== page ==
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Positive Reinforcement for Pets

by Lauren Samet

Positive reinforcement is a training method that focuses on rewarding wanted behaviours.  

Providing a reward straight after a pet has performed a wanted behaviour allows them to associate what they have just done as being a good thing.  This is in contrast to some other training methods where pets are punished for doing something then have to guess what their owner wants from them, which can be confusing and therefore slow down learning. 

Besides being such an effective training method, there are other reasons to consider using it. For example, it can help build a positive, and therefore better, bond between animal and human. It can also help build a pet’s confidence and encourage them to think for themselves, which is an enriching and rewarding experience for both pet and owner.

Just like us, rewards look different to different animals; for some, it may be a fuss and attention, for some toys and games, and for others, it may be food or a treat.

These are NOT positive reinforcers:

Which Pets Can Positive Reinforcement Be Used For?

Positive reinforcement can be used to train all animals. Even fish have been taught to follow a laser point underwater when the behaviour is positively reinforced*.  This is called “target training” and means that the fish can then be taught to swim under a bridge or even through a hoop by following a target.

Whether you own a cat, dog, rabbit, bird or bearded dragon, positive reinforcers can be used for reward-based training. The key is to find out what your pet finds rewarding as different individuals will have different preferences…

* Lasers should not be pointed directly at fish, as it can cause blindness. Read up on this before trying it at home and if children are taking part make sure they are supervised at all times.

Examples of Positive Reinforcers


Food is possibly the most popular reward. Whether you use part of their dinner, or a special treat to encourage your pet, the key is for the reward to be of high value. 
In an ideal world, treats should also be nutritionally valuable to your pet and not just “filler” in their daily food intake (remember the calories add up!). 

For cats and dogs, the Vitapaws treat range could be a nutritionally valuable option. As the names suggest the DentaSupport treats are designed to support good oral hygiene in both cats and dogs, whilst the DigestiSupport treats are formulated with “friendly” bacteria and nutrients to promote gut flora health.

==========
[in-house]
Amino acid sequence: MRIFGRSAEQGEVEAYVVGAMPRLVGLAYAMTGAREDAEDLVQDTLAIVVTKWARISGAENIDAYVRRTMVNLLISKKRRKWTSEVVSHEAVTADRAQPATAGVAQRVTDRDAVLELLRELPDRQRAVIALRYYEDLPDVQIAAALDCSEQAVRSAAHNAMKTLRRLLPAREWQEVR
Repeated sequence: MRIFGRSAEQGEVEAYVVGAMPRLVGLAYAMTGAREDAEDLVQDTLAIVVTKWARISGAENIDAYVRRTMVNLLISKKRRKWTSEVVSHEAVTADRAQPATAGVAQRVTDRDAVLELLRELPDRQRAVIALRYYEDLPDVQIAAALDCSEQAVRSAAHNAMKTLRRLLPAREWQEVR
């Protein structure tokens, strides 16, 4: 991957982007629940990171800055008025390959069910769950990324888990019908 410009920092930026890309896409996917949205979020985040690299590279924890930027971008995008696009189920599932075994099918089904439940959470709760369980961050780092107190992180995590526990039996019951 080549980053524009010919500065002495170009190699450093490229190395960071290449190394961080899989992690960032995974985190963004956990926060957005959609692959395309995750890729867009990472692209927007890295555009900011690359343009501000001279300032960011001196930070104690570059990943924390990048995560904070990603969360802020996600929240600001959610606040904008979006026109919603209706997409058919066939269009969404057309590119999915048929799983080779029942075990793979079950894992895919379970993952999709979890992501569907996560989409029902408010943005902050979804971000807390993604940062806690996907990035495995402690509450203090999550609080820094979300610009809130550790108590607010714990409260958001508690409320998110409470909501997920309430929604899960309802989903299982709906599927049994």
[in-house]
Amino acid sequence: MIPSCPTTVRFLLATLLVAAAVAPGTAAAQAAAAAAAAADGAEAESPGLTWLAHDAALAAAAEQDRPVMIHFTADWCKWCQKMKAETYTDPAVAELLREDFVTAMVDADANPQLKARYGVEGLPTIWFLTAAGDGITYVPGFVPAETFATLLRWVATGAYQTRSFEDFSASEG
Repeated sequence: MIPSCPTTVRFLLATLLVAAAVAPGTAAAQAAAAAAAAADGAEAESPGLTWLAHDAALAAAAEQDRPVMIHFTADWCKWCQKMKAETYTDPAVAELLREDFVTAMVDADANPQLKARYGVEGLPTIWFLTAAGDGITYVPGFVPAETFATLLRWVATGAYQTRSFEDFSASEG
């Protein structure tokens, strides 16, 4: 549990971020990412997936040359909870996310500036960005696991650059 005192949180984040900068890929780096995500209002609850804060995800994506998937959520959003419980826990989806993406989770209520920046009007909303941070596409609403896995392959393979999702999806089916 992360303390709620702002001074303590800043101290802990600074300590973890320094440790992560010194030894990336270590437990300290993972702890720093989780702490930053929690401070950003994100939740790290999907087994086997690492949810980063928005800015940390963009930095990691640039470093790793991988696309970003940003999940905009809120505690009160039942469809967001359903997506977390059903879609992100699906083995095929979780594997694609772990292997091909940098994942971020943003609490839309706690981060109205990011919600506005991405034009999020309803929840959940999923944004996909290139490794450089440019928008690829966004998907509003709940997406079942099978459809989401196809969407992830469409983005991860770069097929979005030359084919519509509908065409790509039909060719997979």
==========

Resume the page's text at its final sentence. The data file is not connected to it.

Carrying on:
If you want to use food as a reward then the key is to never be too far away from your treat bag. When using positive reinforcement, you’ll want to deliver a timely treat when training is going well – leave it too late and you may be rewarding the wrong behaviour.

Tip: An old treat pouch or bum bag is useful to carry when you’re out and about with your pet and saves you finding bits of their food in the pockets of all your nice coats.

Fuss (and/or verbal praise)

Some pets live for affection, a neck scratch, a “good boy”, or your undivided attention. If your pet would rather receive a pat over a treat then make the most of this plentiful and free resource and give them the love they deserve! Additionally, for some pets, verbal praise is equally satisfying so don’t forget to tell them how great they are too!


Fun typically means your pet’s favourite toy or game but again, this might not be preferential for every pet compared to a fuss or a treat. Some may live for chasing a tennis ball, a tug of war, or a catnip mouse, and will do anything for said toy. Rewarding them with play is absolutely free and brings your pet some added exercise and enjoyment. 

Did you know? Many of the UK’s sniffer dogs are trained to carry out their service roles via making it into one big game.  Although referred to as working dogs many of them are motivated to find a specific scent by the knowledge (training) that they will get a reward at the end – that reward commonly being a toy!


Whichever method works best for you and your pet, you can be sure that using positive reinforcement can make their lives as fun and as full of encouragement as is possible so why not give it a try.

Blackwell, E. J., Twells, C., Seawright, A., & Casey, R. A. (2008). The relationship between training methods and the occurrence of behavior problems, as reported by owners, in a population of domestic dogs. Journal of Veterinary Behavior, 3(5), 207-217.
Dogs Trust (2019) Training with Rewards: Positive Reinforcement [online]. Available at: https://www.dogstrust.org.uk/help-advice/training/positive-reinforcement-training-with-rewards#:~:text=training%20with%20rewards%20is%20fun,dogs%20to%20think%20for%20themselves (accessed August 2020).
Laule, G. E. (2003). Positive reinforcement training and environmental enrichment: enhancing animal well-being. Journal of the American Veterinary Medical Association, 223(7), 969-973.